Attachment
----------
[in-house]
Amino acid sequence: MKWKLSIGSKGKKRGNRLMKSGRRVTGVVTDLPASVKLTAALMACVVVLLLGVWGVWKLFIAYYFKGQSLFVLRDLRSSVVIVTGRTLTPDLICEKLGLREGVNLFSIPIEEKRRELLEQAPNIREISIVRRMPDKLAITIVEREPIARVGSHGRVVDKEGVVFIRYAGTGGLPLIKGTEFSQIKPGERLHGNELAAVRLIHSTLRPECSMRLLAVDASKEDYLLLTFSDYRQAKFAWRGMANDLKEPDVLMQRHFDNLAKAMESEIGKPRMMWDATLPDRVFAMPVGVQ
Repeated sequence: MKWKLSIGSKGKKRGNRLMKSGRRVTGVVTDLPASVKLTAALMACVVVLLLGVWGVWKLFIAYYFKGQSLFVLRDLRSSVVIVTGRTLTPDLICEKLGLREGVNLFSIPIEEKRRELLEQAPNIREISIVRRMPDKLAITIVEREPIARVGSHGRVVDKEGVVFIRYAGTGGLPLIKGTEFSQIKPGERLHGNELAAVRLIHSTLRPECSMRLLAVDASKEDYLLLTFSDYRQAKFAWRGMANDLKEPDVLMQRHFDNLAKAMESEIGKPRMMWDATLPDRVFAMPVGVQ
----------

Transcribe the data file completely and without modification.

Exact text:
[in-house]
Amino acid sequence: MKWKLSIGSKGKKRGNRLMKSGRRVTGVVTDLPASVKLTAALMACVVVLLLGVWGVWKLFIAYYFKGQSLFVLRDLRSSVVIVTGRTLTPDLICEKLGLREGVNLFSIPIEEKRRELLEQAPNIREISIVRRMPDKLAITIVEREPIARVGSHGRVVDKEGVVFIRYAGTGGLPLIKGTEFSQIKPGERLHGNELAAVRLIHSTLRPECSMRLLAVDASKEDYLLLTFSDYRQAKFAWRGMANDLKEPDVLMQRHFDNLAKAMESEIGKPRMMWDATLPDRVFAMPVGVQ
Repeated sequence: MKWKLSIGSKGKKRGNRLMKSGRRVTGVVTDLPASVKLTAALMACVVVLLLGVWGVWKLFIAYYFKGQSLFVLRDLRSSVVIVTGRTLTPDLICEKLGLREGVNLFSIPIEEKRRELLEQAPNIREISIVRRMPDKLAITIVEREPIARVGSHGRVVDKEGVVFIRYAGTGGLPLIKGTEFSQIKPGERLHGNELAAVRLIHSTLRPECSMRLLAVDASKEDYLLLTFSDYRQAKFAWRGMANDLKEPDVLMQRHFDNLAKAMESEIGKPRMMWDATLPDRVFAMPVGVQ